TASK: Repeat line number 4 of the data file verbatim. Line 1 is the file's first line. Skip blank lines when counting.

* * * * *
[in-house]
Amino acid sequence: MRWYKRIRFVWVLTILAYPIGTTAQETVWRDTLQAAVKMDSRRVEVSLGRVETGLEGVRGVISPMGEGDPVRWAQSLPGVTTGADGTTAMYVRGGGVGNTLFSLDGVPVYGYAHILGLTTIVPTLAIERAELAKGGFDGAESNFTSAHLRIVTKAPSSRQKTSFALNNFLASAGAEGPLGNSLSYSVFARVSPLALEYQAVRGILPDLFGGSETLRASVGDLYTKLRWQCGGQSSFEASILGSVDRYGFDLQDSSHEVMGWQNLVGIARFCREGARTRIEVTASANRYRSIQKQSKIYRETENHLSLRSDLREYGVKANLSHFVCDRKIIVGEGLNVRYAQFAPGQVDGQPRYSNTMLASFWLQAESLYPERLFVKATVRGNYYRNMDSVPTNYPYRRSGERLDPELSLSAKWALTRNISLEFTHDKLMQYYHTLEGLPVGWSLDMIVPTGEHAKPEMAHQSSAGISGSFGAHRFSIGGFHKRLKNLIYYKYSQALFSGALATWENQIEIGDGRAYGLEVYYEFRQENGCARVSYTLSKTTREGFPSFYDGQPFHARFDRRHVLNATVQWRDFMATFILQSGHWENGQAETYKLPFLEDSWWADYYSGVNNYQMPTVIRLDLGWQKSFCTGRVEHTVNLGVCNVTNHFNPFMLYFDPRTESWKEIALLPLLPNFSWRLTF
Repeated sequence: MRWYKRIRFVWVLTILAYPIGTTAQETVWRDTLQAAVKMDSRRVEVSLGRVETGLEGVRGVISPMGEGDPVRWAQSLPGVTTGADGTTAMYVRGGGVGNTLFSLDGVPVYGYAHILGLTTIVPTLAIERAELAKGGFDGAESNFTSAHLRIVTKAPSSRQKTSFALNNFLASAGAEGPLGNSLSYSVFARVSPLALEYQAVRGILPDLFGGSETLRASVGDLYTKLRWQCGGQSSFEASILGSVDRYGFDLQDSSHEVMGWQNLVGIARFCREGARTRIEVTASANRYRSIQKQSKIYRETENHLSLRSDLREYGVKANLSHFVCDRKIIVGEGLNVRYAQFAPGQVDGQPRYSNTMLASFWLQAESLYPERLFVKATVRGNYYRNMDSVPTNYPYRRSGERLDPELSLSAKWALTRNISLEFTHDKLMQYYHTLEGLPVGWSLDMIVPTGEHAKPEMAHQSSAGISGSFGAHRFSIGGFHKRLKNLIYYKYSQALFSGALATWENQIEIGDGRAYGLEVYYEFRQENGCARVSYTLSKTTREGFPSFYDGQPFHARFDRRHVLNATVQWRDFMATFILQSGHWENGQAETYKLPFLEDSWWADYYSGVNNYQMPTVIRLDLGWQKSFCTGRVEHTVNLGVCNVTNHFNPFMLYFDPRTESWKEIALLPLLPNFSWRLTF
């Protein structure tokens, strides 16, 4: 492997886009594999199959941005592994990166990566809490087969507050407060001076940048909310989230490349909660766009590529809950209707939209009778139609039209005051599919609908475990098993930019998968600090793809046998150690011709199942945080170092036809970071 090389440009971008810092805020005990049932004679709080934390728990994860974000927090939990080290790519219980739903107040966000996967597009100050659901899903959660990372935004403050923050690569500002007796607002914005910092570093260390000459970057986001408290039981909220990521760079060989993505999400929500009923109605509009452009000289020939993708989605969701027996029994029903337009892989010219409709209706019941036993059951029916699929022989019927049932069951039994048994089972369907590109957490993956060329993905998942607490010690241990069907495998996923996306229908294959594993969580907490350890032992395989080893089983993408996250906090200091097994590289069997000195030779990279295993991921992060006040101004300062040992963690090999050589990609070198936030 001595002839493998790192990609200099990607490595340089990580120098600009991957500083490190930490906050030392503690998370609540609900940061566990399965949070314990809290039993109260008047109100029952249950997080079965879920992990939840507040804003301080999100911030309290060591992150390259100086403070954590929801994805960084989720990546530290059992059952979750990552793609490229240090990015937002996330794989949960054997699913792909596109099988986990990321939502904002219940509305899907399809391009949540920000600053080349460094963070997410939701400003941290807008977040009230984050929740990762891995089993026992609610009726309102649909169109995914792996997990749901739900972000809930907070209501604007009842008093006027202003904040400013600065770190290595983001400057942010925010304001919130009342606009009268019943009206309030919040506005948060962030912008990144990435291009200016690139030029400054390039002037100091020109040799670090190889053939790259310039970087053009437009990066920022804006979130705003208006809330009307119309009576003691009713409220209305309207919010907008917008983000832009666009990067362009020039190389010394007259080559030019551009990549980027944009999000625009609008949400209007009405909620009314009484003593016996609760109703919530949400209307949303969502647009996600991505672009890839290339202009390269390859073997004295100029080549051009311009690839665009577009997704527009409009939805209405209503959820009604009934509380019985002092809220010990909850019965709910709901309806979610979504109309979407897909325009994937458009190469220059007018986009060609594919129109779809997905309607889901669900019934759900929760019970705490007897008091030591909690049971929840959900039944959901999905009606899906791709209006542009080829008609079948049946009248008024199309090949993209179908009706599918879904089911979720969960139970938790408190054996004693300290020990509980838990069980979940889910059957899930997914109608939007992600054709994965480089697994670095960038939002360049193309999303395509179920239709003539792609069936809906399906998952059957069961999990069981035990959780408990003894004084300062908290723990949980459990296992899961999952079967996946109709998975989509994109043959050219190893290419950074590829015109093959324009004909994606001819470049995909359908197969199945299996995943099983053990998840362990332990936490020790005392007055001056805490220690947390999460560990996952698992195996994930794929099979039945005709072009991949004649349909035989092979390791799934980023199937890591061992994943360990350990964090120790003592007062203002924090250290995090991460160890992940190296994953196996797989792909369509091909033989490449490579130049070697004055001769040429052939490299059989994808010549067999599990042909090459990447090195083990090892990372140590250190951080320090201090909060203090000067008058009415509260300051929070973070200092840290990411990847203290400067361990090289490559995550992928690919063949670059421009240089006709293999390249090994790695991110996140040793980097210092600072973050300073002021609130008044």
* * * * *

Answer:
């Protein structure tokens, strides 16, 4: 492997886009594999199959941005592994990166990566809490087969507050407060001076940048909310989230490349909660766009590529809950209707939209009778139609039209005051599919609908475990098993930019998968600090793809046998150690011709199942945080170092036809970071 090389440009971008810092805020005990049932004679709080934390728990994860974000927090939990080290790519219980739903107040966000996967597009100050659901899903959660990372935004403050923050690569500002007796607002914005910092570093260390000459970057986001408290039981909220990521760079060989993505999400929500009923109605509009452009000289020939993708989605969701027996029994029903337009892989010219409709209706019941036993059951029916699929022989019927049932069951039994048994089972369907590109957490993956060329993905998942607490010690241990069907495998996923996306229908294959594993969580907490350890032992395989080893089983993408996250906090200091097994590289069997000195030779990279295993991921992060006040101004300062040992963690090999050589990609070198936030 001595002839493998790192990609200099990607490595340089990580120098600009991957500083490190930490906050030392503690998370609540609900940061566990399965949070314990809290039993109260008047109100029952249950997080079965879920992990939840507040804003301080999100911030309290060591992150390259100086403070954590929801994805960084989720990546530290059992059952979750990552793609490229240090990015937002996330794989949960054997699913792909596109099988986990990321939502904002219940509305899907399809391009949540920000600053080349460094963070997410939701400003941290807008977040009230984050929740990762891995089993026992609610009726309102649909169109995914792996997990749901739900972000809930907070209501604007009842008093006027202003904040400013600065770190290595983001400057942010925010304001919130009342606009009268019943009206309030919040506005948060962030912008990144990435291009200016690139030029400054390039002037100091020109040799670090190889053939790259310039970087053009437009990066920022804006979130705003208006809330009307119309009576003691009713409220209305309207919010907008917008983000832009666009990067362009020039190389010394007259080559030019551009990549980027944009999000625009609008949400209007009405909620009314009484003593016996609760109703919530949400209307949303969502647009996600991505672009890839290339202009390269390859073997004295100029080549051009311009690839665009577009997704527009409009939805209405209503959820009604009934509380019985002092809220010990909850019965709910709901309806979610979504109309979407897909325009994937458009190469220059007018986009060609594919129109779809997905309607889901669900019934759900929760019970705490007897008091030591909690049971929840959900039944959901999905009606899906791709209006542009080829008609079948049946009248008024199309090949993209179908009706599918879904089911979720969960139970938790408190054996004693300290020990509980838990069980979940889910059957899930997914109608939007992600054709994965480089697994670095960038939002360049193309999303395509179920239709003539792609069936809906399906998952059957069961999990069981035990959780408990003894004084300062908290723990949980459990296992899961999952079967996946109709998975989509994109043959050219190893290419950074590829015109093959324009004909994606001819470049995909359908197969199945299996995943099983053990998840362990332990936490020790005392007055001056805490220690947390999460560990996952698992195996994930794929099979039945005709072009991949004649349909035989092979390791799934980023199937890591061992994943360990350990964090120790003592007062203002924090250290995090991460160890992940190296994953196996797989792909369509091909033989490449490579130049070697004055001769040429052939490299059989994808010549067999599990042909090459990447090195083990090892990372140590250190951080320090201090909060203090000067008058009415509260300051929070973070200092840290990411990847203290400067361990090289490559995550992928690919063949670059421009240089006709293999390249090994790695991110996140040793980097210092600072973050300073002021609130008044």